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Symbol of HOPE Award
Luvenia W. Cowart, EdD, RN
Dr. Luvenia Cowart is a passionate advocate for the health needs of underserved populations. With a nursing and public health background, she is committed to addressing the health concerns and disparities of the Syracuse community, especially among African American constituents. A professor of practice in public health on the Syracuse University faculty in the David B. Falk College of Sport and Human Dynamics, she is Executive Director and Co-Founder of the Genesis Health Project Network, which received the prestigious National Center on Minority Health and Health Disparities Director’s Award in 2008 from the U.S. Department of Health and Human Services’ National Institutes of Health.
The Genesis Health Project reduces health disparities in minority populations by collaborating with community organizations to identify and address health needs in greater Syracuse and Central New York. Focused on black families in low-income areas of Syracuse, this community-designed, culturally sensitive initiative promotes healthy lifestyles across the lifespan among African Americans who have the highest rates of obesity in the U.S. by empowering them to improve their diets, food preparation techniques, and exercise habits.
Through a systematic process over the past seven years, the Genesis Health Project established a partnership between minority churches, community and government sponsors and Syracuse University. Recognizing the influence of the local church, Dr. Cowart worked with black pastors of area churches who formed a Pastors’ Health Council of Central New York. Lay health advocates of these local churches were trained to provide ongoing health education and support for church members. Together, a culturally-sensitive program with notable positive outcomes was developed.
Dr. Cowart has had a national influence on creatively addressing health disparities with cultural sensitivity. In addition to the national recognition the Genesis Program has received, she has published outcomes of the program and presented at numerous conferences including the Annual Health Disparities Conference, Robert Wood Johnson Foundation, and Morehouse School of Medicine in Atlanta. Her research has been funded with over $500,000 of grants. In addition to the Health Disparities Excellence Award from NIH (2008), she has received the Robert Wood Johnson Executive Nurse Fellowship Award (2003) and the New York State Health Fellowship Award, Office of Minority Health (1991) for recognition of her innovative programs. The success of the Genesis Network has been recognized throughout New York State and nationally through the Prevent Cancer Foundation, Aetna Insurance Company, Excellus BlueCross BlueShield, Minority Nurse Publication and Syracuse University Magazine.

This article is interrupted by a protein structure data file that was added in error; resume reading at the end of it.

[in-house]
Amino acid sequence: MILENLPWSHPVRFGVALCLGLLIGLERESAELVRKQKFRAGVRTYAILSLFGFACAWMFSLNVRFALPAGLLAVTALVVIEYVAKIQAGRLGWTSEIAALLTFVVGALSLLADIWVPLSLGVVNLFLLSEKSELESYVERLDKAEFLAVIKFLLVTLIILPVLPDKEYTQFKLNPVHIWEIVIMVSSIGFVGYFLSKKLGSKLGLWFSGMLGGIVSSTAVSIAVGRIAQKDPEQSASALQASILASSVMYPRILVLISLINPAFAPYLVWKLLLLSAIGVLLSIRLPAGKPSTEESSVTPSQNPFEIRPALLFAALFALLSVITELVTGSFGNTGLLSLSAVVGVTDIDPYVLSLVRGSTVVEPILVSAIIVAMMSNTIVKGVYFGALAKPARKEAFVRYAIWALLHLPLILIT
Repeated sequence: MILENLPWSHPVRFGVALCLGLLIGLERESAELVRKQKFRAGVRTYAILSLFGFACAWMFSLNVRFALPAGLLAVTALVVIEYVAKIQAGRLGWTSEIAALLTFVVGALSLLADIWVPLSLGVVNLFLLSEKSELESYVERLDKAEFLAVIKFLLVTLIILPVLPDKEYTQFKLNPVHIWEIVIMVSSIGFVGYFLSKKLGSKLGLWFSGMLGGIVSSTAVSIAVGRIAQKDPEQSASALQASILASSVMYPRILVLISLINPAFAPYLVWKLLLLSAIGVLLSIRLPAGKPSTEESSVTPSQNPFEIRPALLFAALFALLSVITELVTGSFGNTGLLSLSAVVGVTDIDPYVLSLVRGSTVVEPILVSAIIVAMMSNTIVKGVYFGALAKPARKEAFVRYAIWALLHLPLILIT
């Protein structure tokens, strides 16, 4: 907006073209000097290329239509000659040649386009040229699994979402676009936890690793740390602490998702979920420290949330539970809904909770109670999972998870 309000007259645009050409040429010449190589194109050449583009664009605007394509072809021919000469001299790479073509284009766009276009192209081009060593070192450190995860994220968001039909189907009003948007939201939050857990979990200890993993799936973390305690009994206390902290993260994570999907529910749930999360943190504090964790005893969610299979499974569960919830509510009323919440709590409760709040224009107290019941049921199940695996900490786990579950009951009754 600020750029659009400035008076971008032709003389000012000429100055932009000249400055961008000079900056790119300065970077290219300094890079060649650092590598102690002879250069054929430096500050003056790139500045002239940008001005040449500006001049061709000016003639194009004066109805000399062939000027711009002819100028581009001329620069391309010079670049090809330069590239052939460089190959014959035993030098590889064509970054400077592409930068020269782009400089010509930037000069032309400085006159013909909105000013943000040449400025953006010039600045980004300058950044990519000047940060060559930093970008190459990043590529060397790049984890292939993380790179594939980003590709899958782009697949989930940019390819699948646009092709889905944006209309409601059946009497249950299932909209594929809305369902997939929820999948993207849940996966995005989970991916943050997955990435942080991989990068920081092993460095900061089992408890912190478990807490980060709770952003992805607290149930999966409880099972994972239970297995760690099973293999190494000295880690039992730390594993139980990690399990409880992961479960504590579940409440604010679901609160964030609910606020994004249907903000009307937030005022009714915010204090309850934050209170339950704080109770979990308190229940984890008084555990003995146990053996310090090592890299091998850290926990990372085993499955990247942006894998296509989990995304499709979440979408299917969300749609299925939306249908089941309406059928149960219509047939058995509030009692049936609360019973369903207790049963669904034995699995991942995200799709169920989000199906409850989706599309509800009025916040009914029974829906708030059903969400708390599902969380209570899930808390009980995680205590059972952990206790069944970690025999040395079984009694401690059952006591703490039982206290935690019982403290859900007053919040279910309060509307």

Dr. Cowart is President, Health Literacy Productions, Inc. (HLP), dedicated to promoting health literacy and good health–seeking behaviors, starting with African American men and prostate cancer. This company, in collaboration with campus and community groups, is seeking funding for preliminary research and development on culturally sensitive educational materials targeting African American families.
Dr. Cowart received a B.S. in Nursing Education from Wayne State University (Detroit, Michigan), a M.S.N. in Nursing Education, a M.S. in Rehabilitation and Vocational Counseling, a Certificate in Gerontology and an Ed.D .in Adult Education/Administration from Syracuse University. She is also a graduate of the Institute for Management and Leadership in Education, Harvard Graduate School of Education; The Executive Nurse Fellowship Program, Robert Wood Johnson Foundation; and the Summer Institute for Women in Higher Education Administration, Bryn Mawr College. She currently serves on the boards of several local and national professional and community organizations that share a critical and common theme of promoting cross-cultural harmony and innovative health promotion programming.